After graduating from MIT with a B.S. in economics in 2001, Ian Sigalow worked as an associate for Boston Millennia Partners, a venture capital firm specializing in IT. In 2006, Sigalow earned his MBA at Columbia University.
While at school, Sigalow founded StrongData Corporation, a smart card company. Sigalow left the company in 2006 to co-found Greycroft Partners with Alan Patricof and Dana Settle. Sigalow is also a partner at the firm. Greycroft Partners is New York venture capital firm that invests in media and technology. The Greycroft’s portfolio companies include AwesomenessTV, NewsCred, 9GAG, and several others early-stage Internet and mobile companies. Greycroft Partners manages $600M, and has raised more than $200M.
Sigalow is also a board member and observer of Collective (Since 2007), Ceros (Since 2008), Extreme Reach (Since 2009), Merchantry (Since 2010), Resonate Networks (Since 2010), Performance Horizon Group (Since 2011), Nomi (Since 2012), JW Player (Since 2012), PeopleLinx (Since 2013), Skimlinks (Since 2013), and Zergnet (Since 2014).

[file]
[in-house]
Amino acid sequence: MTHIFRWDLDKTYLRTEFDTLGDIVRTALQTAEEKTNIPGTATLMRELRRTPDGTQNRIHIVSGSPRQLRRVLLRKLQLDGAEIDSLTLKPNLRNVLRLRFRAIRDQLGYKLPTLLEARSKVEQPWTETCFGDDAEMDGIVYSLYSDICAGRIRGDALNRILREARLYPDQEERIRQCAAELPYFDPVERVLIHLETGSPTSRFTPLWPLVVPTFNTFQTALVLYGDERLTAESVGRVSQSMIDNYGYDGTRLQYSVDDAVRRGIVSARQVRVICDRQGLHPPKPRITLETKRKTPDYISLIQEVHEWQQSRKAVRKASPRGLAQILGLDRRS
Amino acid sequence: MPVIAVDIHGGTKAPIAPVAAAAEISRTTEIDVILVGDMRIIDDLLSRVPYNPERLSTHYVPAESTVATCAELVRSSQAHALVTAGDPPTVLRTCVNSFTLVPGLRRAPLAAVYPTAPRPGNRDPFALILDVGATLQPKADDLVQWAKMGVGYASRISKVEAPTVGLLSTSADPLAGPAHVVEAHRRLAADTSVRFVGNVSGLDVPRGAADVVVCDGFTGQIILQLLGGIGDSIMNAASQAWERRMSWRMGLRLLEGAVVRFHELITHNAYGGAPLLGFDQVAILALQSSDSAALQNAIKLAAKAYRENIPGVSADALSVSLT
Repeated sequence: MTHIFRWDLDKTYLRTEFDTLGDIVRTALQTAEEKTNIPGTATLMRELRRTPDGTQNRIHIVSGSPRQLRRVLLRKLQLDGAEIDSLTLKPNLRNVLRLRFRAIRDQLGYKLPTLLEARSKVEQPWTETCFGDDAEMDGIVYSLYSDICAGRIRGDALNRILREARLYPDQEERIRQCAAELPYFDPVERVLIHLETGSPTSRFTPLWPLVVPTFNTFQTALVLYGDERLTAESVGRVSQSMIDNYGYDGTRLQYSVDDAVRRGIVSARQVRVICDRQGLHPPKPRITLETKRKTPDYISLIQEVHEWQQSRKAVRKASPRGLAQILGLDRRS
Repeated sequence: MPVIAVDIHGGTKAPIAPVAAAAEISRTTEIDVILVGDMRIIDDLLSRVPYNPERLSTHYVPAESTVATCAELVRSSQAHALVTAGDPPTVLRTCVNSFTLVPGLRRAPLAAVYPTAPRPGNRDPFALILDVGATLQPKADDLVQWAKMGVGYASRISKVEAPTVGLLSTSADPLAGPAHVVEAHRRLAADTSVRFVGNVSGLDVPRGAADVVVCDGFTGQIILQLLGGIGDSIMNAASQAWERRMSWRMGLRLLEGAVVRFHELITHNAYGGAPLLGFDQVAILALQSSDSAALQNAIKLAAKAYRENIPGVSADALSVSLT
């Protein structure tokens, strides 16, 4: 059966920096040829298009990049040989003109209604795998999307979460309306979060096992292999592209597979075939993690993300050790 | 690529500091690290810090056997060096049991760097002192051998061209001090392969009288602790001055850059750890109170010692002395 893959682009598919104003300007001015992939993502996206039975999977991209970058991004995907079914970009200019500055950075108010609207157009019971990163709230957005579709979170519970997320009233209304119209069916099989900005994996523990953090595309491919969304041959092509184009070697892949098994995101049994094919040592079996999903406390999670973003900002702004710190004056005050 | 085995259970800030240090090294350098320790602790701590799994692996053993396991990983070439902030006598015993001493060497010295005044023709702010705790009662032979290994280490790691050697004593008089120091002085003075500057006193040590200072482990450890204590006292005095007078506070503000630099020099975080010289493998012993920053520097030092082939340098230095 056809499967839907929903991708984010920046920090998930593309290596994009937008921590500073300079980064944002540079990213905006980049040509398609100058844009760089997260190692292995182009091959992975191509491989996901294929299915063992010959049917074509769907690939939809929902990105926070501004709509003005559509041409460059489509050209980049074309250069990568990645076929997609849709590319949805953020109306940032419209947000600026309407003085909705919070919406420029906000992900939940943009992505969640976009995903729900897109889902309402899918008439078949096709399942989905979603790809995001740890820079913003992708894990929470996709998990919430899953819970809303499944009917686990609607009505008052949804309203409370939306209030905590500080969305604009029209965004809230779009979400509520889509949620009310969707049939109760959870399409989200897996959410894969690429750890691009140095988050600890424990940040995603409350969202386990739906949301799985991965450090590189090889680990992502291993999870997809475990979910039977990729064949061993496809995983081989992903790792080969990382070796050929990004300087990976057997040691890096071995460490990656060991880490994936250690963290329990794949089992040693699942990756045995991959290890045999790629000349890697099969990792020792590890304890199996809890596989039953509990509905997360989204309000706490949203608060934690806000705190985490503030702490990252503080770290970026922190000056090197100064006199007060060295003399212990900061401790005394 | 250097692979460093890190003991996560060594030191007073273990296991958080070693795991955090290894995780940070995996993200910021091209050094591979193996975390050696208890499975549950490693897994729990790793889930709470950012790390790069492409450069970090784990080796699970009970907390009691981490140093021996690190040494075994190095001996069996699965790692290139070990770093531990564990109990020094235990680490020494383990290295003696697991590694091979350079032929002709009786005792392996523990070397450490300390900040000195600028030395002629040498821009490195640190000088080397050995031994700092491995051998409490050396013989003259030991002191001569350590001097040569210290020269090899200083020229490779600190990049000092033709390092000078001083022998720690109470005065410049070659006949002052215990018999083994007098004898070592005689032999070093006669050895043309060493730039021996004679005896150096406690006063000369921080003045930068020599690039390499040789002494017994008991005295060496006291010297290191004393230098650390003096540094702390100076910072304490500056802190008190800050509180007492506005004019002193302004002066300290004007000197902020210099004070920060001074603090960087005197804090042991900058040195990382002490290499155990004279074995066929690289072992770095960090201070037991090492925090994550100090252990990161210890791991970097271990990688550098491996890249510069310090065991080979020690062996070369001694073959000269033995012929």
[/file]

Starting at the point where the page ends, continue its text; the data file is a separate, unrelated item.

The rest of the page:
Co-Founder and Partner of Greycroft Partners (Since May 2006)
Deal sourcing, business development, strategy, entrepreneurial finance, fundraising, operating model development, leading engineering teams, and patent application process.
Buddy Media (Acquired by Salesforce: NYSE: CRM)
Braintree (Acquired by Paypal: NASDAQ: EBAY)
Vizu (Acquired by Nielsen: NYSE: NLSN)
OggiFinogi (Acquired by Collective)
Performance Horizon Group
Blogs & Websites & Twitter:
Ian Sigalow Blog – Pattern Recognition
On the VC and the art world: “If a company doesn’t make money, is it art?”
On companies: “It is important to remember that companies are just a collection of people who collectively possess a vastly broader reach than a marketing department. This idea has the potential to change marketing, and maybe in the process it can humanize companies too.”
On the independence of journalism and Edward Snowden’s interview with the Guardian: “Maybe this will once again produce a golden age for journalism, although instead of writers, the media companies will employee fact checkers. Or maybe the NSA, with their giant databases of human behavior, will be able to verify fact from fiction. Either way, I think it is going to be a bumpy ride.”
On Facebook vs LinkedIn: “In a world where attention is traded for advertising dollars, that edge goes to Facebook.”
On what makes a good CEO: “The lesson I learned early on is that it is better to have a flawed plan than flawed execution. Good executors can figure it out along the way.”
On advertising innovation: “Figuring out the right audience to run creative against is a tough job, and smart media buyers will need to understand a lot of math to run these calculations.”